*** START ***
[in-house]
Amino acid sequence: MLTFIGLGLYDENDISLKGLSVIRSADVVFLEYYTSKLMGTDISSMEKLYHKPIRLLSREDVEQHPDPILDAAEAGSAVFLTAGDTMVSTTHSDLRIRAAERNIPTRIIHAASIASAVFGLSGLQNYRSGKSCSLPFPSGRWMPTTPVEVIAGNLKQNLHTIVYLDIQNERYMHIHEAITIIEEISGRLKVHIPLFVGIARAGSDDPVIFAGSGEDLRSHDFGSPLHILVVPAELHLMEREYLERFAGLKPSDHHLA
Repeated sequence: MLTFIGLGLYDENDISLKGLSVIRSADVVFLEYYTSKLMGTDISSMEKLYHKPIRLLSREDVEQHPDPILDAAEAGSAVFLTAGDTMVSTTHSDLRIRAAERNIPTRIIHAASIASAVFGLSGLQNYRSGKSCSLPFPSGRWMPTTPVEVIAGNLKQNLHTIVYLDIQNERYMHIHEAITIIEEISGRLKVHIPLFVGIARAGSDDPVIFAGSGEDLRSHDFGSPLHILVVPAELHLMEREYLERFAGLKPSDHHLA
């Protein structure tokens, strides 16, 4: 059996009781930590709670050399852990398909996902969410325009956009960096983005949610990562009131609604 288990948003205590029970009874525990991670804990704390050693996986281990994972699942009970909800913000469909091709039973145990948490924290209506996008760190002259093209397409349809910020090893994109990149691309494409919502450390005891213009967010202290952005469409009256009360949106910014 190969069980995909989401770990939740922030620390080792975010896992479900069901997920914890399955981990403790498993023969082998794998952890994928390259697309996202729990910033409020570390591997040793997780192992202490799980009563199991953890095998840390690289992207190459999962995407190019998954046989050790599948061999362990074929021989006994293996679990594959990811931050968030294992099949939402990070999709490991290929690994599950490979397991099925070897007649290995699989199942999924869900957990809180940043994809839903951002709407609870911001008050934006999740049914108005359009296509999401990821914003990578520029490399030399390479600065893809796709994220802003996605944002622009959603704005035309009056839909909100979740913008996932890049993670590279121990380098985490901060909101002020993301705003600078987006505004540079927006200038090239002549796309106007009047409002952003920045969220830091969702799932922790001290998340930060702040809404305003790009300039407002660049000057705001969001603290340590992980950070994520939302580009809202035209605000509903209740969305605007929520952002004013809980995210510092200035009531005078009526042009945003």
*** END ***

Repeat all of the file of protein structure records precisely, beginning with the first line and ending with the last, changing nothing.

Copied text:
[in-house]
Amino acid sequence: MLTFIGLGLYDENDISLKGLSVIRSADVVFLEYYTSKLMGTDISSMEKLYHKPIRLLSREDVEQHPDPILDAAEAGSAVFLTAGDTMVSTTHSDLRIRAAERNIPTRIIHAASIASAVFGLSGLQNYRSGKSCSLPFPSGRWMPTTPVEVIAGNLKQNLHTIVYLDIQNERYMHIHEAITIIEEISGRLKVHIPLFVGIARAGSDDPVIFAGSGEDLRSHDFGSPLHILVVPAELHLMEREYLERFAGLKPSDHHLA
Repeated sequence: MLTFIGLGLYDENDISLKGLSVIRSADVVFLEYYTSKLMGTDISSMEKLYHKPIRLLSREDVEQHPDPILDAAEAGSAVFLTAGDTMVSTTHSDLRIRAAERNIPTRIIHAASIASAVFGLSGLQNYRSGKSCSLPFPSGRWMPTTPVEVIAGNLKQNLHTIVYLDIQNERYMHIHEAITIIEEISGRLKVHIPLFVGIARAGSDDPVIFAGSGEDLRSHDFGSPLHILVVPAELHLMEREYLERFAGLKPSDHHLA
């Protein structure tokens, strides 16, 4: 059996009781930590709670050399852990398909996902969410325009956009960096983005949610990562009131609604 288990948003205590029970009874525990991670804990704390050693996986281990994972699942009970909800913000469909091709039973145990948490924290209506996008760190002259093209397409349809910020090893994109990149691309494409919502450390005891213009967010202290952005469409009256009360949106910014 190969069980995909989401770990939740922030620390080792975010896992479900069901997920914890399955981990403790498993023969082998794998952890994928390259697309996202729990910033409020570390591997040793997780192992202490799980009563199991953890095998840390690289992207190459999962995407190019998954046989050790599948061999362990074929021989006994293996679990594959990811931050968030294992099949939402990070999709490991290929690994599950490979397991099925070897007649290995699989199942999924869900957990809180940043994809839903951002709407609870911001008050934006999740049914108005359009296509999401990821914003990578520029490399030399390479600065893809796709994220802003996605944002622009959603704005035309009056839909909100979740913008996932890049993670590279121990380098985490901060909101002020993301705003600078987006505004540079927006200038090239002549796309106007009047409002952003920045969220830091969702799932922790001290998340930060702040809404305003790009300039407002660049000057705001969001603290340590992980950070994520939302580009809202035209605000509903209740969305605007929520952002004013809980995210510092200035009531005078009526042009945003």